The last time I saw this happen, the response was to stop the meeting temporarily, take the person out to some place private and explain to them that they had better not do that again and if they did not agree (as the person who did this didn't) then they would not be returning to the meeting or, depending on the level of insubordination in the private meeting, their job. As it turned out that person was immediately transferred to another team and never allowed to be involved in anything to do with that project again.
Since you didn't do it at the time, you (and/or you boss) need to have a private sit-down meeting with the person and explain how you need to present a united front to the client no matter how much you disagree in private or their job will be at risk because things like this can cost you the client. This is a firing offense but someone junior may not have realized that so give him the benefit of the doubt this once. Make sure you clearly and unambiguously explain what will happen if he does it again though. Check with your boss and HR if necessary before the meeting to explain the process when a person has a performance problem (which this is and a very serious one at that.) There is no coding skill in the world that can make up for this lack of judgement around a client. The junior dev needs to understand that this is not acceptable in any way shape or form.
Make sure you also go over the presentation with the team beforehand, so any objections to what is being presented can be raised at that time. Do not take a person who raises an objection and will not agree with the end decision to any client meeting concerning that topic.
Make sure your whole team understands that actions have consequences and that in front of the client is not the time or place for disagreement. However, when they have objections beforehand, listen to them seriously and make changes if need be. Or if you cannot for other reasons, explain why. Often the junior people are not aware of the political considerations that might make a technically less than optimal choice the right one for the situation. Juniors need to be taught to think in terms of more than the technical when deciding. The only way they can learn that is if you explain the other considerations.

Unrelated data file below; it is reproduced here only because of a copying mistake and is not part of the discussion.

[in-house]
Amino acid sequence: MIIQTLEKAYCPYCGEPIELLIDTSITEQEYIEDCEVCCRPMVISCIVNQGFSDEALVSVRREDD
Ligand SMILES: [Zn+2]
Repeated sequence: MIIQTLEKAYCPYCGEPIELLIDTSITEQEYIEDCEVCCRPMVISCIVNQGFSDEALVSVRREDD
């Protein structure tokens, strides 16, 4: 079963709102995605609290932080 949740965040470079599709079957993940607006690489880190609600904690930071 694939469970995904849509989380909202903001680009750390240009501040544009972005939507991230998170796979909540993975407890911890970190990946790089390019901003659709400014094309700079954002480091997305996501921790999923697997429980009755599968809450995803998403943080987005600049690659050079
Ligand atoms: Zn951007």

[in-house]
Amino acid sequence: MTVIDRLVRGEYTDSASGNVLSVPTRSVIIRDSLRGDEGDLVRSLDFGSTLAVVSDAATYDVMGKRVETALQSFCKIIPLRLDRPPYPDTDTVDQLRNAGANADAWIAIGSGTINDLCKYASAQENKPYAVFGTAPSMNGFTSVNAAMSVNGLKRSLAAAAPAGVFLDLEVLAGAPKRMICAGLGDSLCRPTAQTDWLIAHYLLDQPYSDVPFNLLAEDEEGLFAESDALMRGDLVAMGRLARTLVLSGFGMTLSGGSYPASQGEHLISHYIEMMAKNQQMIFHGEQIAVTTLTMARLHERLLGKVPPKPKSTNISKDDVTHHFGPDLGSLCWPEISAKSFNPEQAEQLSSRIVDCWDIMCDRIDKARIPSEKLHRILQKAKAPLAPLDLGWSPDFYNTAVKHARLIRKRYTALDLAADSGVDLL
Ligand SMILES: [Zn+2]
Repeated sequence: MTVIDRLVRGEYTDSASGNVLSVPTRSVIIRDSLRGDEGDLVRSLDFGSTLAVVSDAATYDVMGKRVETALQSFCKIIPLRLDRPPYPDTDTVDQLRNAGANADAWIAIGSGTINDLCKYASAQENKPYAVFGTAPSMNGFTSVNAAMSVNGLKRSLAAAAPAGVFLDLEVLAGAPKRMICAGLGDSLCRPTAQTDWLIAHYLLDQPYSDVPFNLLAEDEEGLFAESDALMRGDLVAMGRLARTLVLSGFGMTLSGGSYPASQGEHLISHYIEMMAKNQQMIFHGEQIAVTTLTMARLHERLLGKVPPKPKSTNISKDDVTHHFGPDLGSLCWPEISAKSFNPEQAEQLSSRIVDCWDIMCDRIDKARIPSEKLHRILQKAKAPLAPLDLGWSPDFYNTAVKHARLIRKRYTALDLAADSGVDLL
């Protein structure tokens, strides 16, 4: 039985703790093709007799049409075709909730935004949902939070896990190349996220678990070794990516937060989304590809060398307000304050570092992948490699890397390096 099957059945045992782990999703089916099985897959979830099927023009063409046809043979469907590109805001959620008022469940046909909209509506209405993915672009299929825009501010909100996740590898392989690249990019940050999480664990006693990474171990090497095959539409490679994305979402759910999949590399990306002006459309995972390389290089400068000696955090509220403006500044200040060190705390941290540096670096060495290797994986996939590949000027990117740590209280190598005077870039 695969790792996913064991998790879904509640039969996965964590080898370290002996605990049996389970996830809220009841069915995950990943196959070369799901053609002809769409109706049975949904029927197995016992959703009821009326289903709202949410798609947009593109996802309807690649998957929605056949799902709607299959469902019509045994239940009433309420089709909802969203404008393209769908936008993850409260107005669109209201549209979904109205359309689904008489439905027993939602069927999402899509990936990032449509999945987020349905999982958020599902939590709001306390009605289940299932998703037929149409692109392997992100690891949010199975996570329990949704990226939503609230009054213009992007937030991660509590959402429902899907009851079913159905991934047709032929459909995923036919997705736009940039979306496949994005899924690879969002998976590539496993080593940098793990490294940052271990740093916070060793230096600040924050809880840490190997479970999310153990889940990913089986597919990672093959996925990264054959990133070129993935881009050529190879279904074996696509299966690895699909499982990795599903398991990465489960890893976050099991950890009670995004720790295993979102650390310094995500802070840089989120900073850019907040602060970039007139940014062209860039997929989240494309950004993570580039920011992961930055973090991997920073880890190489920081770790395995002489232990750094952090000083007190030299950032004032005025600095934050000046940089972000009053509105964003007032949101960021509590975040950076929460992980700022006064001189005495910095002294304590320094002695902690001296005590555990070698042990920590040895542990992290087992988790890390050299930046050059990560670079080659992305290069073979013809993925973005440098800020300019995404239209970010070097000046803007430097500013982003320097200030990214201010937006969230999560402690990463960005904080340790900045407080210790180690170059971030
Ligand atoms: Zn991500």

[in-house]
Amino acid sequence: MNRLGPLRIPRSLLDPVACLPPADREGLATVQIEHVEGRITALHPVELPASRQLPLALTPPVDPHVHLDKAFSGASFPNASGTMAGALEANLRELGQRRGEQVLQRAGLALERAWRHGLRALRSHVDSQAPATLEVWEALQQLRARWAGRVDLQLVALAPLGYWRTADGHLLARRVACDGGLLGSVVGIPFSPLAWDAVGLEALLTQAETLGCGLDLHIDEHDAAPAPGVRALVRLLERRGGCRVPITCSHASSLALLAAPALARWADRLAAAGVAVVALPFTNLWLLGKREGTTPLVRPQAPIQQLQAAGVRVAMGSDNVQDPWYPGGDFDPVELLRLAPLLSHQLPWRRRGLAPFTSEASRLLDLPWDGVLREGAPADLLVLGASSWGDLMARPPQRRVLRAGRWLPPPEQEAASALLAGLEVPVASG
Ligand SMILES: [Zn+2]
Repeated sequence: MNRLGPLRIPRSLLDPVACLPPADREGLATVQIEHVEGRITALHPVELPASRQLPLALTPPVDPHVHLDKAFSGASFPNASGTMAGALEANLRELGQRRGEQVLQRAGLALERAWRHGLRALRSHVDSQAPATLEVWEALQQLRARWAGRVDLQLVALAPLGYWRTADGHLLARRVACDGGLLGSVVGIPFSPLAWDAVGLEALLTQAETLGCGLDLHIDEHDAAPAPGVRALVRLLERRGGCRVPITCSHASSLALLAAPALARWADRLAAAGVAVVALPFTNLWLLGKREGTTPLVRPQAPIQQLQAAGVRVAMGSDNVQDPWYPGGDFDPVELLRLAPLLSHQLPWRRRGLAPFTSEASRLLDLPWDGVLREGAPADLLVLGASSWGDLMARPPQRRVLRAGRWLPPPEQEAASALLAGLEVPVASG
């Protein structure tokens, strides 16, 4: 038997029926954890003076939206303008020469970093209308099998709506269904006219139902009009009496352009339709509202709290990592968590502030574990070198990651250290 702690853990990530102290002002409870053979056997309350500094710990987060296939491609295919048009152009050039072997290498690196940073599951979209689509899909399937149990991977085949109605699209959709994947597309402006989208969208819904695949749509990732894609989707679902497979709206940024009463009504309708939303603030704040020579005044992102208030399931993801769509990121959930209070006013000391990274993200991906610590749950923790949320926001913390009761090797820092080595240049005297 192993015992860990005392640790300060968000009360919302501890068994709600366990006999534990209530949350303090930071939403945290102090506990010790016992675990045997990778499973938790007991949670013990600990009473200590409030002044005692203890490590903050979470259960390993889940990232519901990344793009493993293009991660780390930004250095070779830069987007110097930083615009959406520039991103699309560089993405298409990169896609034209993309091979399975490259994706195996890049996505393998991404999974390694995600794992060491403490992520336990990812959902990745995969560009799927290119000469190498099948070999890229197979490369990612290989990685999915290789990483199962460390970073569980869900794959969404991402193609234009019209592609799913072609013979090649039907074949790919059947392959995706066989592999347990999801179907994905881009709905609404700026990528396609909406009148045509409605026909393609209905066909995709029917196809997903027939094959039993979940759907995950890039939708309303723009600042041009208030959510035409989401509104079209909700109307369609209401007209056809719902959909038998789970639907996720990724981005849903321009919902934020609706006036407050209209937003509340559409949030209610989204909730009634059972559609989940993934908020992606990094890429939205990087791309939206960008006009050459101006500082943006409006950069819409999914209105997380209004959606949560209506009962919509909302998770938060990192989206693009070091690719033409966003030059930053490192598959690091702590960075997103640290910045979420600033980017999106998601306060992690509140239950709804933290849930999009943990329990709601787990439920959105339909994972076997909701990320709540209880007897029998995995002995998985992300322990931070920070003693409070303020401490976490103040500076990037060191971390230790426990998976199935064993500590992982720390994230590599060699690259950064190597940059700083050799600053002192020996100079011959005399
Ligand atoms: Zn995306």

There seems to be some feeling that this is harsh. It is not. I am not suggesting firing the guy this time. I am suggesting that he needs to clearly understand that actions have consequences and one of the potential consequences of this type if action is getting fired. It is being kind to the guy, helping him realize the inappropriateness of his actions before he gets himself in a situation he can't extricate himself from.
Some bosses will be far less forgiving of this sort of thing than others and no one likes to be made to look bad in front of the client. Nor do businesses like the client to hear their dirty laundry. Professional disagreements have their time and place, the sooner this guy learns that the better for him personally.
This is actually mentoring the junior not being harsh. In reality, the world can be a harsh place. There are things that are not tolerated in business that would have been OK in school. Many young people don't realize this at first and I have seen several get fired for things far more minor than this because the person who should have taken him aside and explained this to him did not.
As senior people it is partly our job to make sure that juniors are clear on what is and is not acceptable behavior in that particualr workplace. Yes the OP erred in not making it clear beforehand, but that is an error that can't be corrected for this guy, only for the next one. In the meantime, the junior person needs to know why this is unacceptable and what the consequences of continuing to do things like this are.
The consequences may vary from company to company, the OP should talk to his boss or HR about their process. Some places give several chances, some go right to formal HR documentation of a performance problem and some may not particularly care (probably few given that this happened in front of the client). But by all means the Junior person needs to be talked to about why this is a problem and what the possible consequences of continuing to do this are.
In closing, even a person with less than a week's experience should know you never bring up a difference of opinion in a client meeting. That is workplace 101, day one stuff. I agree the senior should have done a better job of prepping him, but some people are so convinced they are right, they don't get that there is a time and a place.
Lastly, before counseling someone on an issue of performance, it is always a good idea to have a talk with HR about what types of things can and cannot be done or said. Anyone in a leadership role should have this conversation long before they have a particular problem employee to deal with.